Talk: Sevag Gharibian (April 08, 2019 at 2:00 PM, LNT Seminar room N2408)
On April 08, 2019 at 2:00 PM, Sevag Gharibian from University of Paderborn will be giving a talk in the LNT Seminar room N2408 about "On efficiently solvable cases of Quantum k-SAT".
On efficiently solvable cases of Quantum k-SAT
Department of Computer Science
University of Paderborn, Germany
The constraint satisfaction problems k-SAT and Quantum k-SAT (k-QSAT) are canonical NP-complete and QMA1-complete problems (for k>=3), respectively, where QMA1 is a quantum generalization of NP with one-sided error. Whereas k-SAT has been well-studied for special tractable cases, as well as from a parameterized complexity perspective, much less is known in similar settings for k-QSAT. Here, we study the open problem of computing satisfying assignments to k-QSAT instances which have a "matching" or system of distinct representatives; this is an NP problem whose decision variant is trivial, but whose search complexity remains open.
Among other results, our main contribution is a parameterized algorithm for k-QSAT instances from a certain non-trivial class, which allows us to obtain exponential speedups over brute force methods in some cases. This is, to our knowledge, the first known such parameterized algorithm. The techniques behind our work stem from algebraic geometry, although no background in the topic is required for this presentation. Along the way, we will require the new concept of transfer filtrations on hypergraphs, for which we leave certain complexity theoretic questions open.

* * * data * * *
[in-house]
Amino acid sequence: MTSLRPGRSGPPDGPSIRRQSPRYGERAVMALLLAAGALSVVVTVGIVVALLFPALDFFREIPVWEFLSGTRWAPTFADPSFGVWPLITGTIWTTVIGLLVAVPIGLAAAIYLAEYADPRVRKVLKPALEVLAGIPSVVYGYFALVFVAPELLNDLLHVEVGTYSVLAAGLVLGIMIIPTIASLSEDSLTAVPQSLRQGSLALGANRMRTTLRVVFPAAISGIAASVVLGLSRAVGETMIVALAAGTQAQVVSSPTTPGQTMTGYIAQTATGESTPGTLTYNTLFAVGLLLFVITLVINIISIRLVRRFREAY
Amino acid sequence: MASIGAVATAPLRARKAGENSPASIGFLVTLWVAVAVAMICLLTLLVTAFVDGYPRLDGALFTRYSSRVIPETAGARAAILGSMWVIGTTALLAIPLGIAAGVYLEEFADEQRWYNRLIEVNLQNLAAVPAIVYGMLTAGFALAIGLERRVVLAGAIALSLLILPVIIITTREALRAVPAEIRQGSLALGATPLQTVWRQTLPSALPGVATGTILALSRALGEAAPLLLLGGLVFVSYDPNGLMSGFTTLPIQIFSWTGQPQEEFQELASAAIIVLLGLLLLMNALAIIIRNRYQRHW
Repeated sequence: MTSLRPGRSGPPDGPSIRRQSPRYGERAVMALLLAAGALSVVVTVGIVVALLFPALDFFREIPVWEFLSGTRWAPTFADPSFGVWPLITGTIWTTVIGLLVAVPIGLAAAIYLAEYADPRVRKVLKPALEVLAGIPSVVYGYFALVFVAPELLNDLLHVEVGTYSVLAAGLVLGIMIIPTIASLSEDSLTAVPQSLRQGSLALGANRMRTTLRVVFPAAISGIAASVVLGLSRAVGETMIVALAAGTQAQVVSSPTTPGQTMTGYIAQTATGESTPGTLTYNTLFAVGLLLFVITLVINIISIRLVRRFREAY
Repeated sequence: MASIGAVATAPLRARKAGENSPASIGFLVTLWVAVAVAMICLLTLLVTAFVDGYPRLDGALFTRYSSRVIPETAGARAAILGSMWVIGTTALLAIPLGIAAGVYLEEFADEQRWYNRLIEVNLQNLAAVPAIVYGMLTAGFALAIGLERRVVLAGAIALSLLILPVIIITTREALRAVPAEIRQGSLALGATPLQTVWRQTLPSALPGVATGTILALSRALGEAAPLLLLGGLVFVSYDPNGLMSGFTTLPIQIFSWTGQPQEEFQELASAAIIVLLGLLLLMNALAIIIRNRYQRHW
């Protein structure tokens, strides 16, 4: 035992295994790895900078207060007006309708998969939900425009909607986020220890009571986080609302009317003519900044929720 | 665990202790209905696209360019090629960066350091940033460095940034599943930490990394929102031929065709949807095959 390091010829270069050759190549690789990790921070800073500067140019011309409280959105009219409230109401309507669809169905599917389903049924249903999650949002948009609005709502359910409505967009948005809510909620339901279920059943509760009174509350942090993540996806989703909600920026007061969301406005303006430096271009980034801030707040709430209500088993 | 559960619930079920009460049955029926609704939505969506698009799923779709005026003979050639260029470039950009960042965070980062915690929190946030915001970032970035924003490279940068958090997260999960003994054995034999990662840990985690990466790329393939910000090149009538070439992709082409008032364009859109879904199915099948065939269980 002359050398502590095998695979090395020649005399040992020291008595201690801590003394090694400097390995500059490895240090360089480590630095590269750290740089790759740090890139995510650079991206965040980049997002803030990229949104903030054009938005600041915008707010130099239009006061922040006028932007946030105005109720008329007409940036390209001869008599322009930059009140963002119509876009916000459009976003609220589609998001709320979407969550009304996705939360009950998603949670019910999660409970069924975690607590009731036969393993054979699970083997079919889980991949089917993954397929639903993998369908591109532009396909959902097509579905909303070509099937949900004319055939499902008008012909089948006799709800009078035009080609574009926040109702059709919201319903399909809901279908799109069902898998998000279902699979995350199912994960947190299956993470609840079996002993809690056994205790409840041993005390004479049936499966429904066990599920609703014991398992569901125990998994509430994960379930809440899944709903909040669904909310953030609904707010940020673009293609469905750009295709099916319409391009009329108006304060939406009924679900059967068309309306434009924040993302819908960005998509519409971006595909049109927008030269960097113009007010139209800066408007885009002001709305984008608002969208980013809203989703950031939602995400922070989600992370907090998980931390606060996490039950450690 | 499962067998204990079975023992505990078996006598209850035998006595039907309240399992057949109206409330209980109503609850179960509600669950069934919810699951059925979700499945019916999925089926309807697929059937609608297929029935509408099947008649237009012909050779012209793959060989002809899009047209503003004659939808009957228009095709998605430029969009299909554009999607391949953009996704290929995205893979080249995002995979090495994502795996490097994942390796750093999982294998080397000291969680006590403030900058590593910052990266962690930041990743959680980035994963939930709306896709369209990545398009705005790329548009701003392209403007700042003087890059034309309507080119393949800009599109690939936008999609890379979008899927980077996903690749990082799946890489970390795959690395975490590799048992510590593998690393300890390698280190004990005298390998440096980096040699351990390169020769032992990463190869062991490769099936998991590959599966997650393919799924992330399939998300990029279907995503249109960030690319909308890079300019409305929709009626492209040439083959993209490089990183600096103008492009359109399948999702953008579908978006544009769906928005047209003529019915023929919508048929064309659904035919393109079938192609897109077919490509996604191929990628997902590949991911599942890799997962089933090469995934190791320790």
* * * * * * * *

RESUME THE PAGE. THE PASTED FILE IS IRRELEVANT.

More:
Joint work with Marco Aldi (Virginia Commonwealth University), Niel de Beaudrap (University of Oxford), and Seyran Saeedi (Virginia Commonwealth University).
Sevag obtained his Ph.D. in 2012 from the University of Waterloo in Canada under the supervision of Dr. Richard Cleve. He taught as a Visiting Lecturer at the University of Illinois at Chicago in Fall 2012, and from 2013-2014 was a Postdoctoral Fellow in the group of Dr. Umesh Vazirani at the University of California, Berkeley. He was awarded Canada's top postdoctoral fellowship in 2013, the NSERC Banting Postdoctoral Fellowship, and was also a Simons Research Fellow at the Simons Institute for the Theory of Computing at UC Berkeley. From 2014 to 2018, he was an Assistant Professor in Computer Science at Virginia Commonwealth University in the USA, and since 2018 is a Junior Professor in Computer Science at Universität Paderborn, Germany. He served from 2016 to 2018 as Secretary on the Board of Trustees of the Computational Complexity Conference (CCC) (currently acts as Past Secretary from 2018 to 2019), and is a Founding Editor of the open-access journal Quantum.